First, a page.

Pennsylvania’s dairy industry needs more value-added dairy processing plants plus investment incentives to make them happen. That’s the bottom line of a study commissioned by the Pennsylvania Department of Agriculture and the Center for Dairy Excellence.
Proposals from Analysis of economic incentives for additional dairy processing in Pennsylvania could generate $34.7 million annually in combined revenue generation and cost savings.
The authors are Chuck Nicholson, now an adjunct associate professor at Cornell University; Mark Stephenson, director of dairy policy analysis at the University of Wisconsin Madison; and Andrew Novakovic, E.V. Baker professor of agricultural economics at Cornell.
Substantial incentives appear to exist for additional processing capacity to locate in Pennsylvania, according to the study. An investment in two cheese plants — one in the State College area and one in the Reading area — may result in the largest reduction in supply chain costs, offering the strongest incentives for the new processing capacity.
Based on dairy product demands and 2016 milk production capacity, the three found that investing in two plants processing volumes of 4 million pounds of milk per day and producing non-American types of cheese (Italian and specialty cheeses) would result in the largest reduction in supply chain costs. These plants would reduce hauling costs for Pennsylvania dairy producers by an estimated $5.9 million per year.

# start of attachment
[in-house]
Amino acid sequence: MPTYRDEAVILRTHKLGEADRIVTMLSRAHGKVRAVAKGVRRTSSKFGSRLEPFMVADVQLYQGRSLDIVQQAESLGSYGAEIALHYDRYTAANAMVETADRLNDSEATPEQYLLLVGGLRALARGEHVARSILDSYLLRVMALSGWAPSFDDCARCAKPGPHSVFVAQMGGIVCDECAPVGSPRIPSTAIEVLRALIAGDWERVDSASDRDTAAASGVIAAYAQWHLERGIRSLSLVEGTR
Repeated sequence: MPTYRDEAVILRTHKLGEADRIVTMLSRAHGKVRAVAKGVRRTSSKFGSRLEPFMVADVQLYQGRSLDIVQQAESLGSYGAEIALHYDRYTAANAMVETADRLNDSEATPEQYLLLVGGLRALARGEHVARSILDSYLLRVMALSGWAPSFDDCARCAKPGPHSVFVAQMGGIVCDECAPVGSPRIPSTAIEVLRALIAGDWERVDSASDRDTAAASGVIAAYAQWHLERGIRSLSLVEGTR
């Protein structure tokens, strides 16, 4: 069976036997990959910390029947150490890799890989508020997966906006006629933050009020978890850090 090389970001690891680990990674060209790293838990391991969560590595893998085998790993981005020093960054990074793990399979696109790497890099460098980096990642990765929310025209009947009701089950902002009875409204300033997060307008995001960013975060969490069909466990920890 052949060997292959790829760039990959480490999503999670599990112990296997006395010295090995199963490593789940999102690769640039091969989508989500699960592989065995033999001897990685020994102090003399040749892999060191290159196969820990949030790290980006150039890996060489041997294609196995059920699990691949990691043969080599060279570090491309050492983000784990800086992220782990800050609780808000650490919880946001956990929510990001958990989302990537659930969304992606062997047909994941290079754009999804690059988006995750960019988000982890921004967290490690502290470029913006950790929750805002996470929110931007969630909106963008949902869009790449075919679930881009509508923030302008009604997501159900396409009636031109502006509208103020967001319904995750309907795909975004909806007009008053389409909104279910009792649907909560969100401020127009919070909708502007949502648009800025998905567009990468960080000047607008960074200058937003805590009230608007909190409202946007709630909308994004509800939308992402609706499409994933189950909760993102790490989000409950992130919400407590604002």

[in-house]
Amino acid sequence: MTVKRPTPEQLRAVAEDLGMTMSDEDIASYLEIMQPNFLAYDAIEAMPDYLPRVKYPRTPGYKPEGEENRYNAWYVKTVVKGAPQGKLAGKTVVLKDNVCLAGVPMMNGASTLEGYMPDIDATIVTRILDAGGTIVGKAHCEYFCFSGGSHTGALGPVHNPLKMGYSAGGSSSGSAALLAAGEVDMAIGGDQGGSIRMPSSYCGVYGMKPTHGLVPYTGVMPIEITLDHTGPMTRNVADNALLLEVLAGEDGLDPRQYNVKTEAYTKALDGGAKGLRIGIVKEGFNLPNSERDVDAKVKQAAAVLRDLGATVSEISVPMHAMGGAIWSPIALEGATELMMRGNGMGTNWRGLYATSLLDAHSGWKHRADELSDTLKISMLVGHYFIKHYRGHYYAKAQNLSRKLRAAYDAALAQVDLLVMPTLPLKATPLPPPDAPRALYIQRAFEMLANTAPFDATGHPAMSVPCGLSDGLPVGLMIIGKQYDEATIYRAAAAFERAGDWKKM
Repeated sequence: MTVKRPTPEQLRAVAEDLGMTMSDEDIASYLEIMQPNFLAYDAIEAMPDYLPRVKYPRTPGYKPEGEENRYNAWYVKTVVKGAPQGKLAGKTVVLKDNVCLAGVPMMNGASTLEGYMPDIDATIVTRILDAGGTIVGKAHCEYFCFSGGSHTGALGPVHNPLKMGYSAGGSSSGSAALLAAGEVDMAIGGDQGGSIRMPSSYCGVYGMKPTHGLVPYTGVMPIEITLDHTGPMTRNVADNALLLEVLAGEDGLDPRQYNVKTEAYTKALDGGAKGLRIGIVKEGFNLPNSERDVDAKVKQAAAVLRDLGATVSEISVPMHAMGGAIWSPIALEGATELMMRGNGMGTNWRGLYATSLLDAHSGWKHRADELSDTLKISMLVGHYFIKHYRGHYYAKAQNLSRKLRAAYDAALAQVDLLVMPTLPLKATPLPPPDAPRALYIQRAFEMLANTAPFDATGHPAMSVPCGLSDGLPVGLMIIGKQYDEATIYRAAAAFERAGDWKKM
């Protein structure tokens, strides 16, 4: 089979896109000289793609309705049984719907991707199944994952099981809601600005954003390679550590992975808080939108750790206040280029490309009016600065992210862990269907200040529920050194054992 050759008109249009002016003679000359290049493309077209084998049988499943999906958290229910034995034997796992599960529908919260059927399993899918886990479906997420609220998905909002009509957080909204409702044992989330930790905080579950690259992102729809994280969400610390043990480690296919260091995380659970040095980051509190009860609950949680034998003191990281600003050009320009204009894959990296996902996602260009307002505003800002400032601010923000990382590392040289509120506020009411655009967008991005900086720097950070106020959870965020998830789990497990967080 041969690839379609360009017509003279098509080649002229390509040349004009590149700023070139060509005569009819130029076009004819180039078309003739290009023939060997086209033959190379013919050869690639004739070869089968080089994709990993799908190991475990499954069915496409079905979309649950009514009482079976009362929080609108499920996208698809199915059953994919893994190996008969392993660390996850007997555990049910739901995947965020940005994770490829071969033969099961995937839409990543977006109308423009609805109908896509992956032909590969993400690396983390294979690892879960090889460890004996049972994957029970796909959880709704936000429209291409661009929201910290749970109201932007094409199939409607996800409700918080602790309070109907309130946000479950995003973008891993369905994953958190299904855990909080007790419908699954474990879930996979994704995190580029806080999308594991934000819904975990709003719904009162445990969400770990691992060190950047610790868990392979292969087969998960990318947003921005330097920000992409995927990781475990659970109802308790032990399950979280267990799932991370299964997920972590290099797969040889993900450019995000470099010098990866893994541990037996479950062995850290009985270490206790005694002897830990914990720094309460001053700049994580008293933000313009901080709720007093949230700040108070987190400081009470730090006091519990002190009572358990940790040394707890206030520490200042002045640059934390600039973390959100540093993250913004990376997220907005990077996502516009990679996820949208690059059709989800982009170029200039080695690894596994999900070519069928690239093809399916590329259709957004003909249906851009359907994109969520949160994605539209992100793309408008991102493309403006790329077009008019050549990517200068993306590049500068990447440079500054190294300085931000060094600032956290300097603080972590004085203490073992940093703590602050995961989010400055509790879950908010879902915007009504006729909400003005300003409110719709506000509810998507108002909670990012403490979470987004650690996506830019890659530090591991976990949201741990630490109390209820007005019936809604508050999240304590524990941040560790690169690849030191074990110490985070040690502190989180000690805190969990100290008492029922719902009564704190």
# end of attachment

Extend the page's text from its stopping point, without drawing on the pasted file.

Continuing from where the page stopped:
An investment in dairy processing would also reduce hauling costs for Pennsylvania dairy producers, with the Reading and State College plant scenarios proposed in the study reducing hauling costs by an estimated $5.9 million per year. The combined estimated returns generated by the increased marginal milk value and reduced hauling costs would support a plant investment of about $433 million per year.
Stuck on cheap milk processing
“Pennsylvania is one of the few major dairy states that are net exporters of raw milk,” Stephenson says. Having additional dairy processing would markedly increase the marginal value of milk now being shipped out-of-state. That would generate economic benefits for the state, while enhancing the marginal value of milk for Pennsylvania dairy producers by about $28.8 million annually, according to our findings.”